How To Deal With Wall-To-Wall Carpet Woes

updated Oct 14, 2022
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(Image credit: Apartment Therapy)

There are few souls in the world who have wall-to-wall carpet topping their dream decor list. It’s often the stuff of McMansions and is commonly viewed as the epitome of dated decor, but it’s also the reality for countless American homes. And if you’re a renter, there’s not a whole lot you can do to change it. So how to deal?

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Before we get started, we need to set a few things straight. Not all wall-to-wall carpet is created equal. Some are more offensive than others, and some aren’t offensive at all. While we all have our own preferences, I find that the more texture and the more pattern, the higher the appeal. Sisal, some shags, and most tone-on-tone patterns or raised patterned carpets do not bear the same stigma in my book as run of the mill renter’s-grade beige. What about you?

• First things first, clean them or have them cleaned. Check your landlord’s policy on how often cleaning is done. Most will guarantee that they are cleaned between tenants, and some have an additional every two year policy. So if you’re just moving in, do a sight and smell check (as in get down on your hands and knees and sniff!) to make sure they are in decent condition before unpacking all your gear. If your landlord refuses to step up to the cleaning plate, it’s worth shelling out the money to have it done yourself. If smells persist try back peeling back the carpet in an inconspicuous spot to check the carpet pad, which is often the source of the problem since it can’t be cleaned. If there is a serious layer of dirt-like substance, it might be the case that the carpet pad has broken down, in which case it’s back to the landlord.

• Area rugs, area rugs! It really can be that simple. Use them to anchor a dining spot, living room seating area (picture 1 of Sally Steponkus’s apartment), or at the end of the bed (picture 2). Pick one with a strong pattern, color variations, or textures that pick up on other elements already present in your decor. It will take the focus off the expanse of carpet and place it on the decorative elements of the room. Just make sure it’s really an area rug, not one that could pass as a dinky bath mat, which would only draw more attention to the carpet. Don’t be afraid to use multiple rugs in the same room to define separate spaces (picture 3). The key is using the right type of area rug. Most cotton ones will bunch up even with a rug pad, so go for sturdier natural fibers like sisal or seagrass, or thicker rugs with rubber backing that will add traction.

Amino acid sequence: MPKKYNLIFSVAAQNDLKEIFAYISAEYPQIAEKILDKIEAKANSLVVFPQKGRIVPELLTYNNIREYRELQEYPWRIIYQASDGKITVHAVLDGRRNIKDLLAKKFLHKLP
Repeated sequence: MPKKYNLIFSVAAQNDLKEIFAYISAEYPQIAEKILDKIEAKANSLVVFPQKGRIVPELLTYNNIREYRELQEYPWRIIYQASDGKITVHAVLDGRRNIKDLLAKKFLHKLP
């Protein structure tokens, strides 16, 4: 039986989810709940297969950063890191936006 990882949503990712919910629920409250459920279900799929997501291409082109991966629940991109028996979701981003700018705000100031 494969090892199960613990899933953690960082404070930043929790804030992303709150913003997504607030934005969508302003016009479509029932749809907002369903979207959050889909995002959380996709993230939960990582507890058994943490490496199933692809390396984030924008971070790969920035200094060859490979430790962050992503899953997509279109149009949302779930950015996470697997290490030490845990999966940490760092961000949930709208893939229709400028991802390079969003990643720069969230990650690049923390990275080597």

• Distract with interesting focal points around the room. Take a few cues from Grace and Brian, who outfitted their 70s garden level home to suit their traditional tastes by creating a series of interesting vignettes throughout their home (picture 5). With so many point of interest, you hardly focus on the standard issue wall-to-wall below foot.

• Create a strong color scheme throughout the rest of the room. If you can paint, do it! Take the focus off the floor and put it on the walls and accessories where you have more control. Use a few consistent accent colors around the room to keep the eye distracted.

• Give it friends and make it look intentional. If your carpet is hopelessly ugly an unusual shade, don’t ignore it, play it up even if it’s not your favorite color. An avocado green rug stands a good chance if it has good company in the form of green throw blankets, toss pillows, picture mats, artwork, wallpaper etc. Even a relatively neutral rug can be made to look even more intentional when its shade is picked up elsewhere as in picture 8, where designer Phoebe Howard repeated the natural golden hue in picture mats, artwork, window shades, and upholstery. The very best way to draw negative attention to it is to make it the odd man out.

• Go for texture. Play up the texture in other parts of the room such as in chunky throw blankets, rough wood furniture, patterned wallpaper, drapes, etc. A room full of sleek glass, polished metal, and glass will draw attention to the carpet’s texture making it more noticeable.

What other tricks have you used to deal with wall-to-wall in style?

Images: 1: Southern Living, 2: Point Click Home, 3: Jonathan Adler via Attic Mag, 4: jones design company for Ohdeedoh, 5: Leah Moss for Apartment Therapy DC,6: Kiki Dennis, 7, 8: Phoebe Howard